The rare snow leopard and Chir pheasant can be found in Himachal Pradesh’s Bandli Wildlife Sanctuary. These animals can be seen living in peace and serenity among the thick foliage of the tall trees. This is the elusive snow leopard’s domain. If you’re lucky, you might catch a glimpse of this animal. A few pleasant, peaceful hours spent watching animals in their natural habitats can be considered time well spent.
Bandli Sanctuary- Himachal Pradesh, located seven kilometres from Sunder Nagar town, Mandi, is a must-see if you are in the vicinity of Himachal Pradesh. In order to balance the state’s wildlife sanctuaries and parks, the Himachal Pradesh government is actively involved in their preservation.
Major Wildlife Attractions of Bandli Wildlife Sanctuary
The rare Snow Leopard, Himalayan Black Bear, Common Palm Civet, Barking Deer, Goral, Indian Hare, and Rhesus Macaque can all be found here.
Bandli Wildlife Sanctuary is best visited between May and October.
How To Reach Bandli Wildlife Sanctuary
Air: The nearest airport is Bhuntar, which is about 57 kilometres from Mandi.
Rail: The broad gauge railhead is 210 kilometres away in Pathankot. The narrow gauge railway connects Pathankot to Joginder Nagar, which is 55 kilometres from Mandi.
Road: Mandi is well connected to the rest of the world by road. The main bus station is located just above an open playing field, where the National Highway-21 continues along the river’s left bank to Pandoh.
Himachal Pradesh ranks third among all states in terms of the percentage of total state area covered by Protected Areas (PA). Its 32 sanctuaries and two national parks cover 13.6% of the state’s land area, compared to the national average of 4.7%. (HPFD 2004b).
While two of the state’s sanctuaries cover an area of more than 1000 km2, sixteen of the thirty-two sanctuaries have an area of less than 75 km2.
The Bandli Wildlife Sanctuary is one of these, a small Protected Area of 41.32 km2 located about 8 kilometres from Sundernagar, District Mandi, Himachal Pradesh. It stretches north from 31o25’21” to 31o29’02” and east from 76o52’04” to 76o56’54”.
The Sanctuary was established in 1962, and the final notification for its gazettement was issued in 1999. (HPFD undated, Singh et al., 1990). It is a representative of the Himalayan biogeographic zone 2 A’s North-West Himalaya province (Rodgers et al., 2002).
Topography of Bandli Wildlife Sanctuary
Bandli Wildlife Sanctuary is located in hilly terrain with elevations ranging from 600 to over 2000 metres. The elevation change is abrupt and steep, with the highest point of Bandli Tibba at 2162 m. The terrain is made up of steep rock and cliffs, with about 5% of the area covered by precipitous rocky slopes.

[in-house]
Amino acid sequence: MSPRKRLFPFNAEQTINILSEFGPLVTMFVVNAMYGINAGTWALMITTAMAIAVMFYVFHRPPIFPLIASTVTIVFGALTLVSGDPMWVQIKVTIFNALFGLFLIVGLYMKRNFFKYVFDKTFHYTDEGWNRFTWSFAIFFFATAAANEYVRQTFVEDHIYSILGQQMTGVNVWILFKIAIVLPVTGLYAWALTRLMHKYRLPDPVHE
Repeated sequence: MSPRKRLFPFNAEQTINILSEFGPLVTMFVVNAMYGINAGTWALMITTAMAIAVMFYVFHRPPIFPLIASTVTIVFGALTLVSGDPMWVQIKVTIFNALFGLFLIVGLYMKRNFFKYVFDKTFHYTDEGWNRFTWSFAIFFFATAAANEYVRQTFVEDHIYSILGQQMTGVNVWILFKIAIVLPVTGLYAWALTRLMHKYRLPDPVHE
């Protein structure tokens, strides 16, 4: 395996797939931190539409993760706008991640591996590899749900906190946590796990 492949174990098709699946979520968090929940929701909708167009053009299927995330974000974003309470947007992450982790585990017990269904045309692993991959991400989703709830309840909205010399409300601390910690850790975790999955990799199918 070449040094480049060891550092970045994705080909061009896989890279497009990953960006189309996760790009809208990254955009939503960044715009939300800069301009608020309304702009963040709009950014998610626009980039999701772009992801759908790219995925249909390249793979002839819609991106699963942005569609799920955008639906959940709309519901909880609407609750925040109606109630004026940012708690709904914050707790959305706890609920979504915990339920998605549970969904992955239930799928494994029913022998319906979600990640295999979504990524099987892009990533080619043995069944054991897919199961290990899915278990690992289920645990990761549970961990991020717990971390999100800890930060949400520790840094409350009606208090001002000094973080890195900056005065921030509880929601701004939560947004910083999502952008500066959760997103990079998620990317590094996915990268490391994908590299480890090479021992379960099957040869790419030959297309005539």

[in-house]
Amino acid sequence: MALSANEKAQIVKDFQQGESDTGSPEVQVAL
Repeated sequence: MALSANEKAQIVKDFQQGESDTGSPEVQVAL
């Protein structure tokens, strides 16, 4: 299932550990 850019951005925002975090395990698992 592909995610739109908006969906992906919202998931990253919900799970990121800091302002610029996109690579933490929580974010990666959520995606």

Rock and soil type of Bandli Wildlife Sanctuary
The predominant rock type is calcite limestone, with a few shale bands and grey coloured dolomite with quartz veins. The base rock has resulted in shallow textured soils that are generally well-drained. Because of repeated burning, the soil in open areas near human settlements is depleted of organic matter. Certain areas in the northern and eastern aspects have nutrient-rich soil.
Climate of Bandli Wildlife Sanctuary
The cold, dry, and wet seasons are distinct, with temperatures ranging from 36oC in summer to -1oC in winter. Every year, mild snowfall falls in the area’s highest reaches. Ground frost is common in the winter, and mild fog persists for a short time during the monsoon season. The annual rainfall in the area is approximately 1500 mm. Most of the year, wind conditions are mild, with high velocity winds occurring only on hilltops.
Vegetation of Bandli Wildlife Sanctuary
According to Champion and Seth, the vegetation of the area corresponds to the forest categories of Northern Dry Mixed Deciduous Forests 5B/C2, Himalayan Subtropical Chir Pine Forest 9/C1b 12/C1/1a, and Lower West Himalayan Temperate Forest – Ban Oak Forest (1968).
Northern Dry Mixed Deciduous Forest is found on the Sanctuary’s southern and partly western slopes, occurring in the lowest areas of Bandli WLS from about 600 m up to the higher reaches till about 1300 m. Some of the major species that characterise this forest type in the Sanctuary are
|Bauhinia racemosa||Safed kachnar|
The ban oak or Quercus leucotrichophora (previously known as Q. incana) forest covers the lower Himalayan belt, especially in the outer ranges and on southern aspects. Q. leucotrichophora trees form a relatively closed canopy in patches where they are well-developed in Bandli WLS, whereas in others, the trees remain short-boled and form a more open forest. A variety of deciduous trees contribute to the main canopy along nalas or moist ravines. Trees of Cinnamomum tamala (tej patta) are also commonly found interspersed with Q. leucotrichophora.
Patches of grassland dotted with Phoenix trees can also be found in the Sanctuary area. Bandli WLS grassy slopes occur in steep terrain, often with precipitous slopes inaccessible to humans and large livestock, and serve as important forage areas for wild ungulates, particularly goral (Naemorhedus goral).
Fauna of Bandli Wildlife Sanctuary
Bandli Wildlife Sanctuary is home to a variety of mammalian species, including carnivores such as the leopard and leopard cat. Goral and barking deer are among the wild ungulates found here.